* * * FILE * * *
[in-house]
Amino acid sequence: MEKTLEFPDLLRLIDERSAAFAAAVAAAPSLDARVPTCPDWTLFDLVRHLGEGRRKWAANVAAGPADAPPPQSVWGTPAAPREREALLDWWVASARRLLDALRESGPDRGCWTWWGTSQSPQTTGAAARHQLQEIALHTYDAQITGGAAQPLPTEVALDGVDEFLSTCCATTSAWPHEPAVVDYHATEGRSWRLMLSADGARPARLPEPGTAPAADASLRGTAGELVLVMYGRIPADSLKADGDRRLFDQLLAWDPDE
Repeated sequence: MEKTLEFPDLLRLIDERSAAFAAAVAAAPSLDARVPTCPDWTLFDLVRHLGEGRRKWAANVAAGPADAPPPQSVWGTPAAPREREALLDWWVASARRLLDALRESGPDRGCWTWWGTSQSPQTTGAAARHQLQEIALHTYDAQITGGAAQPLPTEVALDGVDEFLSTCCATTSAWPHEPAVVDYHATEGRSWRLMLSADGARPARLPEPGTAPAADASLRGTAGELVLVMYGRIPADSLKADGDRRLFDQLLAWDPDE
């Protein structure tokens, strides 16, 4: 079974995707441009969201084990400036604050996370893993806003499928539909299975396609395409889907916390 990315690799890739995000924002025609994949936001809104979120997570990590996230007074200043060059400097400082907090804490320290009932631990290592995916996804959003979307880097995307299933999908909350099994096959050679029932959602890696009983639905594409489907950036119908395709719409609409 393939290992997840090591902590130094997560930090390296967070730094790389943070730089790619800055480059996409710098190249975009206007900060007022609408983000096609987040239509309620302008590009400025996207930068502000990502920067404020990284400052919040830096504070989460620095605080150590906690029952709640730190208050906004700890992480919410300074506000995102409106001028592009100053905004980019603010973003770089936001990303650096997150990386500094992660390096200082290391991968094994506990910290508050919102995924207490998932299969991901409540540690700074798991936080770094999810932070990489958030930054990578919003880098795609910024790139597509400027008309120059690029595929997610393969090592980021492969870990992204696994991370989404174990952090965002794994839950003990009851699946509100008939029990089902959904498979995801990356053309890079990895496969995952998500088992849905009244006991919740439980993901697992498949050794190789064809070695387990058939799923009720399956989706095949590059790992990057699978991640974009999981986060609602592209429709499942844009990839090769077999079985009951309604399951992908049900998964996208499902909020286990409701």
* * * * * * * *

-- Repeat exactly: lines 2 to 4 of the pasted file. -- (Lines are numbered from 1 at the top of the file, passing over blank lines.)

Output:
Amino acid sequence: MEKTLEFPDLLRLIDERSAAFAAAVAAAPSLDARVPTCPDWTLFDLVRHLGEGRRKWAANVAAGPADAPPPQSVWGTPAAPREREALLDWWVASARRLLDALRESGPDRGCWTWWGTSQSPQTTGAAARHQLQEIALHTYDAQITGGAAQPLPTEVALDGVDEFLSTCCATTSAWPHEPAVVDYHATEGRSWRLMLSADGARPARLPEPGTAPAADASLRGTAGELVLVMYGRIPADSLKADGDRRLFDQLLAWDPDE
Repeated sequence: MEKTLEFPDLLRLIDERSAAFAAAVAAAPSLDARVPTCPDWTLFDLVRHLGEGRRKWAANVAAGPADAPPPQSVWGTPAAPREREALLDWWVASARRLLDALRESGPDRGCWTWWGTSQSPQTTGAAARHQLQEIALHTYDAQITGGAAQPLPTEVALDGVDEFLSTCCATTSAWPHEPAVVDYHATEGRSWRLMLSADGARPARLPEPGTAPAADASLRGTAGELVLVMYGRIPADSLKADGDRRLFDQLLAWDPDE
């Protein structure tokens, strides 16, 4: 079974995707441009969201084990400036604050996370893993806003499928539909299975396609395409889907916390 990315690799890739995000924002025609994949936001809104979120997570990590996230007074200043060059400097400082907090804490320290009932631990290592995916996804959003979307880097995307299933999908909350099994096959050679029932959602890696009983639905594409489907950036119908395709719409609409 393939290992997840090591902590130094997560930090390296967070730094790389943070730089790619800055480059996409710098190249975009206007900060007022609408983000096609987040239509309620302008590009400025996207930068502000990502920067404020990284400052919040830096504070989460620095605080150590906690029952709640730190208050906004700890992480919410300074506000995102409106001028592009100053905004980019603010973003770089936001990303650096997150990386500094992660390096200082290391991968094994506990910290508050919102995924207490998932299969991901409540540690700074798991936080770094999810932070990489958030930054990578919003880098795609910024790139597509400027008309120059690029595929997610393969090592980021492969870990992204696994991370989404174990952090965002794994839950003990009851699946509100008939029990089902959904498979995801990356053309890079990895496969995952998500088992849905009244006991919740439980993901697992498949050794190789064809070695387990058939799923009720399956989706095949590059790992990057699978991640974009999981986060609602592209429709499942844009990839090769077999079985009951309604399951992908049900998964996208499902909020286990409701």